While illicit or black market sales represent one source of weapons across the continent, weapons and ammunition have also been sourced from government stockpiles around the world. Researchers have traced conflict weapons to government sources in China, Europe, Iran, Russia, and the United States. Recent research has revealed that Khartoum’s government stockpiles are a primary source of weapons for actors engaged in all sides of the conflict in Sudan and South Sudan. Additionally, poor stockpile management puts weapons at risk of looting – as exemplified by the capture of thousands of SALWs and other munitions in Libya – as well as unplanned explosions, which can have lethal impacts on surrounding communities. Without adequate safeguards to ensure the security of weapons caches across the region, poorly regulated arms can be diverted to conflict zones and fuel continued violence and instability. This, in turn, offers a prime environment for exploiting many of Africa’s valuable natural resources.
Environmental crime in many countries across Africa poses a number of ecological, security, and development concerns. While poachers and illegal loggers devastate biodiversity, their activities also hinder economic development, threaten public health, and put regional security at risk. These threats are compounded by connections to and relations with various armed groups and organized criminal syndicates. Recent reports have found, for example, that armed groups in the CAR finance their activities in part through trafficking of natural resources such as diamonds and ivory.
Estimates of the value of transnational environmental crime suggest that the trade is worth between $70 and 213 billion a year. This includes estimates for gains to be made from illegal logging, poaching, fishing, mining, and trafficking in various wildlife commodities worldwide. The low risk, high reward nature of these crimes – and the vocational opportunities they offer for individuals lacking viable alternatives – makes it difficult for governments to mitigate their detrimental impacts. Illegal logging across Africa exemplifies this challenge. Just as countries are affected by the lack of comprehensive controls to secure arms flows throughout Africa, lax controls and permeable borders negatively impact regulation of the timber trade. Armed groups looking to increase their buying power can commandeer these trades and impose strict taxes to help fund arms sales and other illicit activities. And as wood is largely used for fuel and charcoal among local communities, the unregulated trade is estimated to cost African countries $1.9 billion annually in direct revenue losses.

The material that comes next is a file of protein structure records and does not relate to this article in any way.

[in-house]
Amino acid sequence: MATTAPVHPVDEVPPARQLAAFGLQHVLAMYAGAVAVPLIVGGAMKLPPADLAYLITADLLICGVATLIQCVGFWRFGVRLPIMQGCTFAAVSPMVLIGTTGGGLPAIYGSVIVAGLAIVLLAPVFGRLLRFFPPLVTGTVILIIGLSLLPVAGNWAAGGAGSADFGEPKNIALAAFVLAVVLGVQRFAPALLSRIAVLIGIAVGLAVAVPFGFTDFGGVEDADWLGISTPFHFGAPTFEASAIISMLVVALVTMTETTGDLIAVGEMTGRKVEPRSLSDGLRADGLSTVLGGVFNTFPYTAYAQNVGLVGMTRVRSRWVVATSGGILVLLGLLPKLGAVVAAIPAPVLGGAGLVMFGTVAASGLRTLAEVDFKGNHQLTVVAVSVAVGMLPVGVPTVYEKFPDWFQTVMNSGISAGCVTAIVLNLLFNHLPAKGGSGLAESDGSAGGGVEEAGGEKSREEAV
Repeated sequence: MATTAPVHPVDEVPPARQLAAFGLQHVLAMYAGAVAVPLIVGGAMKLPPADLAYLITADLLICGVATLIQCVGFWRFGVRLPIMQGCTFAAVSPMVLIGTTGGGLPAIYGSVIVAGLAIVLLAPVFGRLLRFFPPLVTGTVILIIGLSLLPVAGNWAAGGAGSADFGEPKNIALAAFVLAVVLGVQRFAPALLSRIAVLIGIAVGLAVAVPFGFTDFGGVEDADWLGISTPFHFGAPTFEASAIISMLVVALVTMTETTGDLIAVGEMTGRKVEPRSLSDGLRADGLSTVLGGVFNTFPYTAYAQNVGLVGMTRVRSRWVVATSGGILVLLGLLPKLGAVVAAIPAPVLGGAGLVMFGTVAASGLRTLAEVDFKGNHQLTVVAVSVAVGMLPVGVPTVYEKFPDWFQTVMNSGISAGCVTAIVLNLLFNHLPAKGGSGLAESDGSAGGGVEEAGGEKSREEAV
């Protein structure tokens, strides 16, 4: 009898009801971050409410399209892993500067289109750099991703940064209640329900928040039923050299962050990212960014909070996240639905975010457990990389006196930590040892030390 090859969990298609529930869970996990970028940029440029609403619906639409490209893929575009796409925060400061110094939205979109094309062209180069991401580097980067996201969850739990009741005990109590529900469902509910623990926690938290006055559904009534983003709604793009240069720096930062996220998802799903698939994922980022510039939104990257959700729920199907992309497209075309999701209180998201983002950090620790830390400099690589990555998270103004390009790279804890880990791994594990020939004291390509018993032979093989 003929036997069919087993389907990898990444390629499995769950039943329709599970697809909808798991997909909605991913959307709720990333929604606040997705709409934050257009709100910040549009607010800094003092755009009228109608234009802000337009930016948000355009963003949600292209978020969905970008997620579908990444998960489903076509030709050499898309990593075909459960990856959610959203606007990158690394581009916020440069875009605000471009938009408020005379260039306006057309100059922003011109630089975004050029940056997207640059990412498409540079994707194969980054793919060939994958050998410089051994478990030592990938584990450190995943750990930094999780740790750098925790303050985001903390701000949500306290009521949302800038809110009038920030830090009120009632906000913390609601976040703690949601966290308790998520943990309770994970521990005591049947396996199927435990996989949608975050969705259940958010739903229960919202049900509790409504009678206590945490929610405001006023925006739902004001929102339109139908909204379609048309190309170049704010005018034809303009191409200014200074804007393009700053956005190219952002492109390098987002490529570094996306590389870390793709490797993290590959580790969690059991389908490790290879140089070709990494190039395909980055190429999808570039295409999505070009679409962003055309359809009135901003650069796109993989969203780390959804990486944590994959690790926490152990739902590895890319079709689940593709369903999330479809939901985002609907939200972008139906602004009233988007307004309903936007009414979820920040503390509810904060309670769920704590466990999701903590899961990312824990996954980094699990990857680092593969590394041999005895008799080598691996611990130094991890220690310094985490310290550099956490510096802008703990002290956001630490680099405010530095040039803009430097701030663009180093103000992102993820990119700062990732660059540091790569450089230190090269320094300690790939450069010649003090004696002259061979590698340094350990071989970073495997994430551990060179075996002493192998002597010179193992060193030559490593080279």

Continued logging and deforestation have also raised concerns about potential influences on the spread of disease. Studies have noted the impact that forest clearance and shifts in ecosystem dynamics can have on the emergence (or re-emergence) and spread of infectious diseases such as yellow fever and Malaria. Indeed, numerous studies have examined the link between deforestation and the spread of Ebola, with additional correlations to dry ecological conditions, the frequency of human contact with infected animals, and the fragility of local health systems. As forests throughout Africa continue to be threatened by deforestation and illegal logging, such links raise important questions about the tools and resources available to national governments to effectively address these challenges.
The Ebola crisis that devastated West Africa – particularly Guinea, Liberia, and Sierra Leone – highlighted in the most serious way the risks posed by an overstrained and underdeveloped health infrastructure. Many national public health systems in Ebola-affected countries had been crippled by years of armed conflict and limited resources, leaving local providers under-equipped and unprepared for what became the largest Ebola outbreak in recorded history and the first of its kind in the region – with over 24,000 reported cases and more than 10,000 deaths.